Saturday, February 15, 2020

Ovarian Cancer Essay Example | Topics and Well Written Essays - 3750 words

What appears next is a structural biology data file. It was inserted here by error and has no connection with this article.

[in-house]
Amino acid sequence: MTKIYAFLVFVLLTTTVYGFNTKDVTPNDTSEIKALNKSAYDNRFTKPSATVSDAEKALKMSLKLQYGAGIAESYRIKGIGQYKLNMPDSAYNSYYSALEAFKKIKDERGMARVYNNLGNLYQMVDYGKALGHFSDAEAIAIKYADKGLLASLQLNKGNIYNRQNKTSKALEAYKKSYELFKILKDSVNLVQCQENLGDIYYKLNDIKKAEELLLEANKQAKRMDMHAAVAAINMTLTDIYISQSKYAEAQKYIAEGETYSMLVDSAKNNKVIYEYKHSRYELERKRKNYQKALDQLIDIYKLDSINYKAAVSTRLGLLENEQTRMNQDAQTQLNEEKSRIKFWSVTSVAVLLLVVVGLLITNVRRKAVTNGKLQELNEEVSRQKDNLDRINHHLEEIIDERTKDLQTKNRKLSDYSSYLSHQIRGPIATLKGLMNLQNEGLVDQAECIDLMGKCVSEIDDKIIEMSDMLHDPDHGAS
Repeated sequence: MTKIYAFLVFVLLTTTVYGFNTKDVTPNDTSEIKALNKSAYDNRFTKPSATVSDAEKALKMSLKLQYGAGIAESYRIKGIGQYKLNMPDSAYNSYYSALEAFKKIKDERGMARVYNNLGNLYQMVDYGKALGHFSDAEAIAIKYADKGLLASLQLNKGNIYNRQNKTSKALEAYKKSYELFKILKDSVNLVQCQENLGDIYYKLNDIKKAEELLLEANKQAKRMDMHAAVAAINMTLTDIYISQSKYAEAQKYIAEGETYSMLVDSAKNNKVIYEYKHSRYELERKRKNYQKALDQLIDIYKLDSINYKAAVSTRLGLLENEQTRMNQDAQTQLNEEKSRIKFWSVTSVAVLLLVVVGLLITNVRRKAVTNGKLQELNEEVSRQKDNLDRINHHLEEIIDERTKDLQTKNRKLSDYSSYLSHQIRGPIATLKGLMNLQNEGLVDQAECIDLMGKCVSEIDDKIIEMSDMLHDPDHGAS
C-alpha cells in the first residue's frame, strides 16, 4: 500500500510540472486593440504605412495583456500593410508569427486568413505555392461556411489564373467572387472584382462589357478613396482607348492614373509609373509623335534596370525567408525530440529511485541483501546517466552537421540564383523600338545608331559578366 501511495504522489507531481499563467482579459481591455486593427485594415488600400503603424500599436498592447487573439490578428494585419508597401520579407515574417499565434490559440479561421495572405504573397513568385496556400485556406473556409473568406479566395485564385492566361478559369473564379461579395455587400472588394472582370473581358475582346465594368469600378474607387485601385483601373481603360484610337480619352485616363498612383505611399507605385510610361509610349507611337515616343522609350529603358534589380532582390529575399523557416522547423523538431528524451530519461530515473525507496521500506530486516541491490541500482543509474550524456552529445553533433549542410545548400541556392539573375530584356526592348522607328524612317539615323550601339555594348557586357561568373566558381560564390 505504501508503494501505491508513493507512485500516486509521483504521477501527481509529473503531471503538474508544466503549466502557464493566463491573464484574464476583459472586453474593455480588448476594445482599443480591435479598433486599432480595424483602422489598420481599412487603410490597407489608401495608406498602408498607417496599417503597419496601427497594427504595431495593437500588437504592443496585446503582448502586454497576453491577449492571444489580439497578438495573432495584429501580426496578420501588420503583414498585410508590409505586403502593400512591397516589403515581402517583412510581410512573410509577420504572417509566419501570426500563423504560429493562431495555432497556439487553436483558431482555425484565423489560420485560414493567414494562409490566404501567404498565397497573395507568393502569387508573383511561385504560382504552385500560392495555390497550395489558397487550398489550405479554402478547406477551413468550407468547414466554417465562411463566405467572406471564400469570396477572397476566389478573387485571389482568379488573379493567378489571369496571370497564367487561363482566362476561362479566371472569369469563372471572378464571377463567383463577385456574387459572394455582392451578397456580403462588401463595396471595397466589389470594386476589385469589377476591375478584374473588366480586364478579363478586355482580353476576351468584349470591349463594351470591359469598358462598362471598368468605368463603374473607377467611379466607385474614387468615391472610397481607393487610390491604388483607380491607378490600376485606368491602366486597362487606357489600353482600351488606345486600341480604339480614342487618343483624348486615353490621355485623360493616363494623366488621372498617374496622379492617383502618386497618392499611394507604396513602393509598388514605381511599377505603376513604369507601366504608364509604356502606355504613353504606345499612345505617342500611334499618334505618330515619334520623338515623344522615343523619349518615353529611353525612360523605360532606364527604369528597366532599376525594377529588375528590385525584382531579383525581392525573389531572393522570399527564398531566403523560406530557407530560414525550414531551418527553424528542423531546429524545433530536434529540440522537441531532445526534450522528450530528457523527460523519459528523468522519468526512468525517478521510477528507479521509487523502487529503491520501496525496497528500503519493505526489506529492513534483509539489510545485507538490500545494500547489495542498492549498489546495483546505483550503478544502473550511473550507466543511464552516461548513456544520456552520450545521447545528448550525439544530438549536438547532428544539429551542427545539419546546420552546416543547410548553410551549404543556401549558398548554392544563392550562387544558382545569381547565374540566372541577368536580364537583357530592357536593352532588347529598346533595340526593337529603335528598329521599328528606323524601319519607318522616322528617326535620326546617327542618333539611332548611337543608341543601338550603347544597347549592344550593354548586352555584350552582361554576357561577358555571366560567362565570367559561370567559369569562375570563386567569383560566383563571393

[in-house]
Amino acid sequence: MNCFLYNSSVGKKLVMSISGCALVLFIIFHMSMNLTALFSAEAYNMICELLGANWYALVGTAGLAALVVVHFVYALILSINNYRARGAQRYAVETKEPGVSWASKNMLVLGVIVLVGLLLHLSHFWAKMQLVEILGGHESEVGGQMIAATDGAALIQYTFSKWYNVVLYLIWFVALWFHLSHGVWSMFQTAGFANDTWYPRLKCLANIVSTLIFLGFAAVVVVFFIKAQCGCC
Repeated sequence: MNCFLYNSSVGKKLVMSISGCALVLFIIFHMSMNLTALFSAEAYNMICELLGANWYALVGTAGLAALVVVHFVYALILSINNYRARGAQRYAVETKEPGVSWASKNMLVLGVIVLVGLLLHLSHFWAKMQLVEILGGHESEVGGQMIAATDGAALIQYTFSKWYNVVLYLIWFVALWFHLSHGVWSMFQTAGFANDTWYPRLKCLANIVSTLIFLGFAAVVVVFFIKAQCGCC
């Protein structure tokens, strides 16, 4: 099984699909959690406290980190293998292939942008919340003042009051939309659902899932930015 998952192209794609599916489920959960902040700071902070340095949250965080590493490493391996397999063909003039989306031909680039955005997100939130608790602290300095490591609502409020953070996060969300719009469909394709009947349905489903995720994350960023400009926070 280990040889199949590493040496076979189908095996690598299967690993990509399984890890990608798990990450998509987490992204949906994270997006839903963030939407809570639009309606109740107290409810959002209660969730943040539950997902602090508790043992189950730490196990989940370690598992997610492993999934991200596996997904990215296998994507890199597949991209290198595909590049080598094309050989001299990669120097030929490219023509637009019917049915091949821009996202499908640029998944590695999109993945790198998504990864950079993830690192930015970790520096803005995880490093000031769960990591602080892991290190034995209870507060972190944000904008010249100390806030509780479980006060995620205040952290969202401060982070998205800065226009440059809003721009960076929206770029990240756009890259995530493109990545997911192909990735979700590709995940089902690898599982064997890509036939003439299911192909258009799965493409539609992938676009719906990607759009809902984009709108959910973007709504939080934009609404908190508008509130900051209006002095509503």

Ovarian Cancer - Essay Example In this study, handling the need of being knowledgeable with regards the issues that involve the development of ovarian cancer among women is introduced through a processes examination and analysis of specific number of population who are to be observed with regards how they are responding to the procedures of the diet control approaches to be used in this research study. This study shall first and foremost introduce how ovarian cancer swipes the entire woman population around the world today. To support the said details, a research on the actual statistics comprising of the said details shall be presented along with the other mediums of explanation needed to make the issue clearly defined towards the readers. Through the in depth development of this research, it shall further be enumerated how much importance should be placed upon the understanding of women with regards their diet and how the said process actually affects the level of chances that they have in either preventing or incurring ovarian cancer in the future. It is through this that the researchers aim to open the minds of the readers towards the personal responsibility that they have towards their own safety from being afflicted by ovarian cancer. Although ovarian cancer (OC) occurs less frequently than breast or uterine cancer, it has the highest mortality rate of the gynecological cancers, comprising almost half of the deaths from these cancers (Bray, Sankila, Ferlay, & Parkin, 2002). In spite of improvements in screening and therapy, the five year survival rate is less than 30 percent (Berrino, 1999). In 2000, approximately 61,000 women were diagnosed with ovarian cancer and more than 39,000 died from the disease (Ferlay, Bray, Parkin, & Pisani, 2001) (See Appendix for a breakdown of National Cancer Institute statistics in the US). Due to the poor prognosis for ovarian cancer, it is imperative to discover effective methods of prevention as well as early diagnosis and treatment. It is also of the greatest importance to identify factors of influence, then develop intervention in the form of information dissemination. Background Overall Epidemiology Most cases of ovarian cancer (OC) occur sporadically (Schulz et al., 2004). However, approximately 10-20 percent of cases are believed to be hereditary. Females who inherit genetic mutations in the BRCA1 (Breast cancer stage 1) and BRCA2 (Breast cancer stage 2) genes have an increased risk of both ovarian cancer and breast cancer. Most of the women with these genes have one or more relatives with OC and/or breast cancer (Wooster & Weber, 2003). About 90 percent of all OC develops from epithelial cells that comprise the external surface of the ovaries (Bell, 1991). The current study uses the term ovarian cancer to refer to epithelial ovarian cancer unless otherwise noted. Most OC cases (85-90 percent) occur in postmenopausal females (Schulz et al, 2004). The etiology of the disease remains unclear. Nevertheless, the following two hypotheses have been proposed regarding disease causation: (a) The continuous ovulation hypothesis, and (b) the gonadotropin hypothesis (Edmundson, & Monaghan, 2001). The former hypothesis suggests that the number of cycles of ovulation may establish ovarian cancer risk by increasing the rate of cellular